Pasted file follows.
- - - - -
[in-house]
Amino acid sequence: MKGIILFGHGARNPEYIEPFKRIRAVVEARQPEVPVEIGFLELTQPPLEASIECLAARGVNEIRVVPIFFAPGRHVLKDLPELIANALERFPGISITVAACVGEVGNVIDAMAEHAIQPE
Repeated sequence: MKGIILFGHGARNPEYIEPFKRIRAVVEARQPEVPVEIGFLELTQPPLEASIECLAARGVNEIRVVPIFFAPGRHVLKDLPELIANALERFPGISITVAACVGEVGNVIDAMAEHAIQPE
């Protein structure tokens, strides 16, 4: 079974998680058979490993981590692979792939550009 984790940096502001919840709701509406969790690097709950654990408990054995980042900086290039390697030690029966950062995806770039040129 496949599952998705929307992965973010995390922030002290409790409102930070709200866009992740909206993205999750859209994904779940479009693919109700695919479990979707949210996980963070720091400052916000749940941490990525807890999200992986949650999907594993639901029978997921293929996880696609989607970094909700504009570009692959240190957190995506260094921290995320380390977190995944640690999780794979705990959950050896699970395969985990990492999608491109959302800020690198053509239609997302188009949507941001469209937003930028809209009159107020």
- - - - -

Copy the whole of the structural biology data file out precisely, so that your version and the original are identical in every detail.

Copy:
[in-house]
Amino acid sequence: MKGIILFGHGARNPEYIEPFKRIRAVVEARQPEVPVEIGFLELTQPPLEASIECLAARGVNEIRVVPIFFAPGRHVLKDLPELIANALERFPGISITVAACVGEVGNVIDAMAEHAIQPE
Repeated sequence: MKGIILFGHGARNPEYIEPFKRIRAVVEARQPEVPVEIGFLELTQPPLEASIECLAARGVNEIRVVPIFFAPGRHVLKDLPELIANALERFPGISITVAACVGEVGNVIDAMAEHAIQPE
């Protein structure tokens, strides 16, 4: 079974998680058979490993981590692979792939550009 984790940096502001919840709701509406969790690097709950654990408990054995980042900086290039390697030690029966950062995806770039040129 496949599952998705929307992965973010995390922030002290409790409102930070709200866009992740909206993205999750859209994904779940479009693919109700695919479990979707949210996980963070720091400052916000749940941490990525807890999200992986949650999907594993639901029978997921293929996880696609989607970094909700504009570009692959240190957190995506260094921290995320380390977190995944640690999780794979705990959950050896699970395969985990990492999608491109959302800020690198053509239609997302188009949507941001469209937003930028809209009159107020």